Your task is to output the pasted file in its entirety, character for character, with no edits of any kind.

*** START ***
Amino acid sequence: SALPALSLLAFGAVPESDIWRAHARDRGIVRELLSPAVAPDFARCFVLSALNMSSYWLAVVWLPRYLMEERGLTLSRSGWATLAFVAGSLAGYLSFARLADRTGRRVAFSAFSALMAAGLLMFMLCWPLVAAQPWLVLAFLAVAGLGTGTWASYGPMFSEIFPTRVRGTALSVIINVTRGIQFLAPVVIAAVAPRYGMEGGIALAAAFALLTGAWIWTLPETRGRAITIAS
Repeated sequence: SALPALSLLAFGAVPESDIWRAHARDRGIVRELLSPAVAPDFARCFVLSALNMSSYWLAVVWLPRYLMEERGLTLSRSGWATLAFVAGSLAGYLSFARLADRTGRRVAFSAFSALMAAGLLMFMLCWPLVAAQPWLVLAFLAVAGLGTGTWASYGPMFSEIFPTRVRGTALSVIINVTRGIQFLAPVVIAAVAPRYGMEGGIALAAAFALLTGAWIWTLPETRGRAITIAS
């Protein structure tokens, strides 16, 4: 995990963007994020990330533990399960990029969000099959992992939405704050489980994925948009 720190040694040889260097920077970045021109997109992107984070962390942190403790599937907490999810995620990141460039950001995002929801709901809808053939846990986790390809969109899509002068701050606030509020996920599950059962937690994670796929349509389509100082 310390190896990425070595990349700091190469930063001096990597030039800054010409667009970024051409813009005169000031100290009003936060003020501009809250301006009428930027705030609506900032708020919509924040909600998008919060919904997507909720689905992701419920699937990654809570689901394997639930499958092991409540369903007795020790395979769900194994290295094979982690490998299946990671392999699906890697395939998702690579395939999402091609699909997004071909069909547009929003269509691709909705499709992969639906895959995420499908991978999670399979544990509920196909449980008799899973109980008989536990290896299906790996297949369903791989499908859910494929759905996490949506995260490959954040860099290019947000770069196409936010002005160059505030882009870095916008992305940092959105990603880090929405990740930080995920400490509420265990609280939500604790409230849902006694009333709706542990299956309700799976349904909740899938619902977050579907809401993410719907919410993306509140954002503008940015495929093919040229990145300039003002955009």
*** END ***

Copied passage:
Amino acid sequence: SALPALSLLAFGAVPESDIWRAHARDRGIVRELLSPAVAPDFARCFVLSALNMSSYWLAVVWLPRYLMEERGLTLSRSGWATLAFVAGSLAGYLSFARLADRTGRRVAFSAFSALMAAGLLMFMLCWPLVAAQPWLVLAFLAVAGLGTGTWASYGPMFSEIFPTRVRGTALSVIINVTRGIQFLAPVVIAAVAPRYGMEGGIALAAAFALLTGAWIWTLPETRGRAITIAS
Repeated sequence: SALPALSLLAFGAVPESDIWRAHARDRGIVRELLSPAVAPDFARCFVLSALNMSSYWLAVVWLPRYLMEERGLTLSRSGWATLAFVAGSLAGYLSFARLADRTGRRVAFSAFSALMAAGLLMFMLCWPLVAAQPWLVLAFLAVAGLGTGTWASYGPMFSEIFPTRVRGTALSVIINVTRGIQFLAPVVIAAVAPRYGMEGGIALAAAFALLTGAWIWTLPETRGRAITIAS
């Protein structure tokens, strides 16, 4: 995990963007994020990330533990399960990029969000099959992992939405704050489980994925948009 720190040694040889260097920077970045021109997109992107984070962390942190403790599937907490999810995620990141460039950001995002929801709901809808053939846990986790390809969109899509002068701050606030509020996920599950059962937690994670796929349509389509100082 310390190896990425070595990349700091190469930063001096990597030039800054010409667009970024051409813009005169000031100290009003936060003020501009809250301006009428930027705030609506900032708020919509924040909600998008919060919904997507909720689905992701419920699937990654809570689901394997639930499958092991409540369903007795020790395979769900194994290295094979982690490998299946990671392999699906890697395939998702690579395939999402091609699909997004071909069909547009929003269509691709909705499709992969639906895959995420499908991978999670399979544990509920196909449980008799899973109980008989536990290896299906790996297949369903791989499908859910494929759905996490949506995260490959954040860099290019947000770069196409936010002005160059505030882009870095916008992305940092959105990603880090929405990740930080995920400490509420265990609280939500604790409230849902006694009333709706542990299956309700799976349904909740899938619902977050579907809401993410719907919410993306509140954002503008940015495929093919040229990145300039003002955009």